Apr 16 02:46 PM | Likes Like |Link to Comment
  • Retirement Income Portfolio: A Stronger Focus On Dividend Champions [View article]
    Thanks, Chowder. Those are all solid utilities. I've owned SCG and PNY in the past and I would be happy to own them again. I was nervous about SCG's interest in the new nuclear plant, which seemed like a huge capital outlay. PNY is always expensive and I've never found it "on sale." I've looked at D from time to time but haven't yet taken the plunge. I appreciate all the help you have given us.
    Apr 16 02:35 PM | Likes Like |Link to Comment
  • Retirement Income Portfolio: A Stronger Focus On Dividend Champions [View article]
    Thanks for writing, LaChic. I owned DUK years ago in a DRIP plan and I think it is a solid company. It's not far from its 52-week high and the payout ratio seems a little high. That's what I remember from my last look at DUK. Their debt level is not too high, which is good.

    I think you're asking, "Why WGL instead of DUK?" DUK has raised its dividend each year since 2005. WGL has raised their dividend annually since 1977 and I'm impressed with their entrepreneurial spirit and their investment in renewable energy. I think that is what will separate the progressive utilities from the laggards in years to come.

    I'm always happy to hear someone's case for a particular company. I currently have nine utilities, comprising 12.7% of the portfolio. I'm not looking for more at the moment, but DUK is certainly worthy of consideration.

    Happy investing,
    LeDude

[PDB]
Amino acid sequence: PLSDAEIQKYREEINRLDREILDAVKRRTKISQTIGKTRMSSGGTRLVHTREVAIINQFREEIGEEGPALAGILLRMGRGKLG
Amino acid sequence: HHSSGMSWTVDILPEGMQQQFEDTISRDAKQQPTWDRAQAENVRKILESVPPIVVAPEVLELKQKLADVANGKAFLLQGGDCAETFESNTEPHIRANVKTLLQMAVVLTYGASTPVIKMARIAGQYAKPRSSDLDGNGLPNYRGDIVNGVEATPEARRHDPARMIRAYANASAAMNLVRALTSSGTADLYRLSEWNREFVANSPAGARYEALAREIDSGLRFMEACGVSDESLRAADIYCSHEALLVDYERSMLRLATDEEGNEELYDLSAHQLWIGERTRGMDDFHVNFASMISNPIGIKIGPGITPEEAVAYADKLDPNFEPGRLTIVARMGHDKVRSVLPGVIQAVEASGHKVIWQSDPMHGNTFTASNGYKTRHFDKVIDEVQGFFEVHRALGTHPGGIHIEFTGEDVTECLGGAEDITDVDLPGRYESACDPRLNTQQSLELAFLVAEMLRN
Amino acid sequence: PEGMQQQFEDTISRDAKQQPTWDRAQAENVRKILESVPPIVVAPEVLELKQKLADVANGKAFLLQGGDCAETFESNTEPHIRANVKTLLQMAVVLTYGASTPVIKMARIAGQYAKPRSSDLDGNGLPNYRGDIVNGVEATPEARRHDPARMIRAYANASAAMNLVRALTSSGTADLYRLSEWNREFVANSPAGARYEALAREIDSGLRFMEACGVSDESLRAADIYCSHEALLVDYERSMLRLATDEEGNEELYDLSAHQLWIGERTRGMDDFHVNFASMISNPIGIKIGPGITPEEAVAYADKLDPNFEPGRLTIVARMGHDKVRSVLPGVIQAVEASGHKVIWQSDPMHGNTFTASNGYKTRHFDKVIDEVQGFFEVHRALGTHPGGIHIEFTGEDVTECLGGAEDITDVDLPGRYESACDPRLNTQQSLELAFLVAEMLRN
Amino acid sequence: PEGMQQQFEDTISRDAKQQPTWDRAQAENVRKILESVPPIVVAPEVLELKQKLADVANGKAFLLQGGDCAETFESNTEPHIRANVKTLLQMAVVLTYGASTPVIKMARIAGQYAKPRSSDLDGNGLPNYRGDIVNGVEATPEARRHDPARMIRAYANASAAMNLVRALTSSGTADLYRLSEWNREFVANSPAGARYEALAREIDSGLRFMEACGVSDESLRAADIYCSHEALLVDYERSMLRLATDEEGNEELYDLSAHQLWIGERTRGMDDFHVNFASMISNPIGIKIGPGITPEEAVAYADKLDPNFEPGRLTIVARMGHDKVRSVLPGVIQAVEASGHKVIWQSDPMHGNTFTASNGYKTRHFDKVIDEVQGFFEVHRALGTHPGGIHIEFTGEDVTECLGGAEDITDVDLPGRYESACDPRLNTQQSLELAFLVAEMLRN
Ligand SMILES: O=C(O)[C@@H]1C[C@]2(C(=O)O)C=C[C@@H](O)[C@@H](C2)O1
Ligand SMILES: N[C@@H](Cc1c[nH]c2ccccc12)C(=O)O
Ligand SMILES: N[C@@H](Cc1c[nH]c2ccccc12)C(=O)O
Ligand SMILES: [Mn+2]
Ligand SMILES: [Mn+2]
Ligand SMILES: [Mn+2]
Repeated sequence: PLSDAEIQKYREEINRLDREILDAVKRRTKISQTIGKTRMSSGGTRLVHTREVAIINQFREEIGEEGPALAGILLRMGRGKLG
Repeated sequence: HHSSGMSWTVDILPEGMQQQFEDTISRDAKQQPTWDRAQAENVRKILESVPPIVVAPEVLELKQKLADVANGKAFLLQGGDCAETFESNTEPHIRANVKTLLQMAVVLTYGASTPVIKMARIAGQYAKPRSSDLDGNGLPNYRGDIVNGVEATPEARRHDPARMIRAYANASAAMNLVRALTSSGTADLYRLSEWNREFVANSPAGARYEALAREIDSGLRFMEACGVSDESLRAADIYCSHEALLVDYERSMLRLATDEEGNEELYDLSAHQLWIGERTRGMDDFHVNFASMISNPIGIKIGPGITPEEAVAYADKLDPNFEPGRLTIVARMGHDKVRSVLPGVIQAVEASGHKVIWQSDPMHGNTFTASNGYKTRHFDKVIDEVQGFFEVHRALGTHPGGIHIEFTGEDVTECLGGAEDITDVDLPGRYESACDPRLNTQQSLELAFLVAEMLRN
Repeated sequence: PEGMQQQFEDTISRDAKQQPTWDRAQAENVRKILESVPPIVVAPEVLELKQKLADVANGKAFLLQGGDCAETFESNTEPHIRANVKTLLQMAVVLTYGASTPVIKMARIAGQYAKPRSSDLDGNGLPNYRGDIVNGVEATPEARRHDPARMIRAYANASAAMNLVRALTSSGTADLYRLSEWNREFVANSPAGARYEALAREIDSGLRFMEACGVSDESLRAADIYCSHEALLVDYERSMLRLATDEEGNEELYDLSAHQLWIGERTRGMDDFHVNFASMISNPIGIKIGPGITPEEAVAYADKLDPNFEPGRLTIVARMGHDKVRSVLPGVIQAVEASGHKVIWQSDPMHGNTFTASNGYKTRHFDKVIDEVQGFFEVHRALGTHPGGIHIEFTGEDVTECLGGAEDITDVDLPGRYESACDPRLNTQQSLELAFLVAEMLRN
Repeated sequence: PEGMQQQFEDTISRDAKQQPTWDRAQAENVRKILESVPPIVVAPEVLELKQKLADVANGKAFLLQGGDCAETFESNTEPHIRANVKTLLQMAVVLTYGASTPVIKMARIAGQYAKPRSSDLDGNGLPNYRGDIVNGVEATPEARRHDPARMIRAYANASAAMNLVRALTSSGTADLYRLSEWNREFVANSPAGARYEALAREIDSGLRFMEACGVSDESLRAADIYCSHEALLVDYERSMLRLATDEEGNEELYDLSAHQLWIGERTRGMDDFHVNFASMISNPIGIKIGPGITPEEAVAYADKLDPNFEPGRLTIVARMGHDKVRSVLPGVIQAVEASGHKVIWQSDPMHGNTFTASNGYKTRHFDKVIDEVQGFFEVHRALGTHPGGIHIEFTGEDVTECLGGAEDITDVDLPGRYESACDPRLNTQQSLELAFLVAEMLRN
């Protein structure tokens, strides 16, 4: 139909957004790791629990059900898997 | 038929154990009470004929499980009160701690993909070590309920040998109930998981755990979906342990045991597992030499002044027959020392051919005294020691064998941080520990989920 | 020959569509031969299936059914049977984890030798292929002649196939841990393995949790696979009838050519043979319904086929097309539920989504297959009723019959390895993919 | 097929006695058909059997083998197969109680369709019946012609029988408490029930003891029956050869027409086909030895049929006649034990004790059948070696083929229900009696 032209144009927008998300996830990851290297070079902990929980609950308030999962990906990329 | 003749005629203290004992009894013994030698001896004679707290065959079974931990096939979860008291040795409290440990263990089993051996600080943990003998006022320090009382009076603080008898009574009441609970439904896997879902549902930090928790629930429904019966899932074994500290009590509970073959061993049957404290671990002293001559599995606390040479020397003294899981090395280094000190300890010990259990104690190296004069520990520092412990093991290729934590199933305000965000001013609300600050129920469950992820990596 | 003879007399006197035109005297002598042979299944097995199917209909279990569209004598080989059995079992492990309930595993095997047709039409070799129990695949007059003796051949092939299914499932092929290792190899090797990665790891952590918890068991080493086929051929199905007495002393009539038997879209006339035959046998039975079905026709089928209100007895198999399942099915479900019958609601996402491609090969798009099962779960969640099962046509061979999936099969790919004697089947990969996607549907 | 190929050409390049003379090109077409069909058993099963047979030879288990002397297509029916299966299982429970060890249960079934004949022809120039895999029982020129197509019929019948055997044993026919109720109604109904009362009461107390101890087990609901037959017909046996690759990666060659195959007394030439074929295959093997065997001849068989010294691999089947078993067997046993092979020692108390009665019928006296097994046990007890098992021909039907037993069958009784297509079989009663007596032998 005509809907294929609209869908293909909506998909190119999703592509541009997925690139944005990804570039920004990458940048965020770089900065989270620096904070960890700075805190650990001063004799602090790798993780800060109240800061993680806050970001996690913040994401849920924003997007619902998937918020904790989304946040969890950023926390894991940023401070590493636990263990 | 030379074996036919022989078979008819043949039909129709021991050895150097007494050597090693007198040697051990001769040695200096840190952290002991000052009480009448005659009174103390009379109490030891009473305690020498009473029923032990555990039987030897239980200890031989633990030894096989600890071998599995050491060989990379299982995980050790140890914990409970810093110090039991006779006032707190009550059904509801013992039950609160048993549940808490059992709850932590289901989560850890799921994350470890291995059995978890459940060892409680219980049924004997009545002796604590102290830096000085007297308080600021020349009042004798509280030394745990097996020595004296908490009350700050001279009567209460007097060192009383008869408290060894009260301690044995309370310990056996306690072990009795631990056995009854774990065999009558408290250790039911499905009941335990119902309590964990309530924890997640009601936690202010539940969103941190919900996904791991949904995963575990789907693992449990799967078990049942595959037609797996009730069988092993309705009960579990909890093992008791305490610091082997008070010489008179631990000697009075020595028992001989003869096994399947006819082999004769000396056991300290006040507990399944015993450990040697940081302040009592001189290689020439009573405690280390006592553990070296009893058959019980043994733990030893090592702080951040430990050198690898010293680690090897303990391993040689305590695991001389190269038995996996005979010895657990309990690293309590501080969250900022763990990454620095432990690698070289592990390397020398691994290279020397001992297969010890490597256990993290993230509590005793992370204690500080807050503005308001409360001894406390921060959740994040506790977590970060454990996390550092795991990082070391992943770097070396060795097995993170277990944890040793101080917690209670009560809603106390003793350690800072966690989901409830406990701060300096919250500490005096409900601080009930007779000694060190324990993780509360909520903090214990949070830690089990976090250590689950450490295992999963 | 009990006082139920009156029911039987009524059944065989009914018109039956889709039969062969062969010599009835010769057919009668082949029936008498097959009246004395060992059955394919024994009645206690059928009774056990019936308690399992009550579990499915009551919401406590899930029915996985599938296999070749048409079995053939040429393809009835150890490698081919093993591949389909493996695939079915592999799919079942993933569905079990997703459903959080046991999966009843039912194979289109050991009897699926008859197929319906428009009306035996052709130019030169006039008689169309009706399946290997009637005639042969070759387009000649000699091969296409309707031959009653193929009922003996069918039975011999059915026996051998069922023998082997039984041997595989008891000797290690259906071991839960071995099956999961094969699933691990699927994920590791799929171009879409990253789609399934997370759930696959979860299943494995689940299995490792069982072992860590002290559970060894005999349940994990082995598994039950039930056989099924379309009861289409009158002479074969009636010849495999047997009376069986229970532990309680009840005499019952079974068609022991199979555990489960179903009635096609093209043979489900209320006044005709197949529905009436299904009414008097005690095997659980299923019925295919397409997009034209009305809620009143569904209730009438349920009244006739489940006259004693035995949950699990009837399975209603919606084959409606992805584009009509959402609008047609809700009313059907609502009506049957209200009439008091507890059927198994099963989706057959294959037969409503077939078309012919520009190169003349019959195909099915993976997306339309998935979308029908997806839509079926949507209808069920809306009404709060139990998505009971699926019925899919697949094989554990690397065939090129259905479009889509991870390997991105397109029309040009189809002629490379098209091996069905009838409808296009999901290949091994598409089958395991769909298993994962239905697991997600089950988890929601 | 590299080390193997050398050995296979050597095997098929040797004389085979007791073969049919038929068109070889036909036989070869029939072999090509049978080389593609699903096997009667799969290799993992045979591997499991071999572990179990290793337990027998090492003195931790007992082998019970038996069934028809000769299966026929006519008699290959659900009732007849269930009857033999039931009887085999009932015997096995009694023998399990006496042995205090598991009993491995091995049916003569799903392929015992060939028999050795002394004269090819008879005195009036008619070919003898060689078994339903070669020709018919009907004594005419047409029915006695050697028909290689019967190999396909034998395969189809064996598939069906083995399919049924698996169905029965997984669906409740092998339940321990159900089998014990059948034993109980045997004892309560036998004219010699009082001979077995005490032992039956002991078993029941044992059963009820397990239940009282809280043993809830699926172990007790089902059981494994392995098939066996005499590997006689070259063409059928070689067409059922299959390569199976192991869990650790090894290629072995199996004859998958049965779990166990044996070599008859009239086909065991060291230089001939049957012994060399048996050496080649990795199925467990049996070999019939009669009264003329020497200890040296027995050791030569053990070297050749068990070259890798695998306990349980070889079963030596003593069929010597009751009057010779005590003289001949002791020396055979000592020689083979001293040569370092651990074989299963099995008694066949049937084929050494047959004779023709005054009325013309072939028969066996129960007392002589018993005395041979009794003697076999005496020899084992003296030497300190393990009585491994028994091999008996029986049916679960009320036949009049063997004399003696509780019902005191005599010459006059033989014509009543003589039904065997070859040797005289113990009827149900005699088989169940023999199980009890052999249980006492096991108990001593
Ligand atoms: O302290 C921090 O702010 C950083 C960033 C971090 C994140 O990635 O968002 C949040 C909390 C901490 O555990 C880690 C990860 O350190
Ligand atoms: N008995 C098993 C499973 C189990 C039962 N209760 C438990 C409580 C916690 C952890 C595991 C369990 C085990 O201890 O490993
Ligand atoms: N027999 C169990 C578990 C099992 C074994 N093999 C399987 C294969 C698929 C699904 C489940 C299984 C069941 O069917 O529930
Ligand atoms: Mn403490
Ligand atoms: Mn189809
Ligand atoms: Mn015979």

Apr 16 02:27 PM | Likes Like |Link to Comment
  • Retirement Income Portfolio: A Stronger Focus On Dividend Champions [View article]
    Thanks, Rose. I haven't yet told my wife that I sold HAS. She's still holding her shares. It's a great company and I would like to own it again at some point. The price had appreciated significantly and I wanted to make room for Tupperware.

    It was hard to sell NRP. Since LNCO seems to have stabilized after the BRY merger, I put some of the NRP proceeds into more LNCO and more WPC.

    Thanks for writing. Have a great day!
    Apr 16 02:10 PM | Likes Like |Link to Comment
  • Oh, Ho, Ho, It's New York REIT, You Know [View article]
    Hlharvey, I don't think there will be a problem with any of these properties from the third floor up.

    My family once owned a small condo at the beach. Every year during hurricane season I would watch weather forecasts and plot storm coordinates. I also worried about the melting polar ice caps. After selling the condo, I quit consulting the maps and I no longer worried about the polar ice caps. Such is the life of an investor!
    Apr 15 03:22 PM | 1 Like Like |Link to Comment
  • I'm Buying W.P. Carey For The Long Haul [View article]
    Thanks, Brad. WPC is my largest and best performing holding. In addition to that, I have sold a fair amount of WPC over the years as it appreciated and I redeployed the proceeds in other companies. So, its "legacy" is present in shares of those investments.

    For whatever reason, WPC's beta has seemed higher than other REITs. These price swings have provided opportunities to buy low and sell high. As a SA reader pointed out recently, the swings most likely relate to buying and selling of WPC shares when they merge one of their private REIT funds into WPC.

    The metric I have watched most closely is current yield. Generally, if it is 5.5% or more, I'm a buyer. I maxed out my investment in WPC when it hit a 6.0% yield. If the yield drops to 4.5% or lower, I tend to sell a few shares. I consider it a core holding and I plan to keep a minimum percentage of the portfolio invested in WPC as long as the story is intact.
    Apr 15 11:15 AM | 6 Likes Like |Link to Comment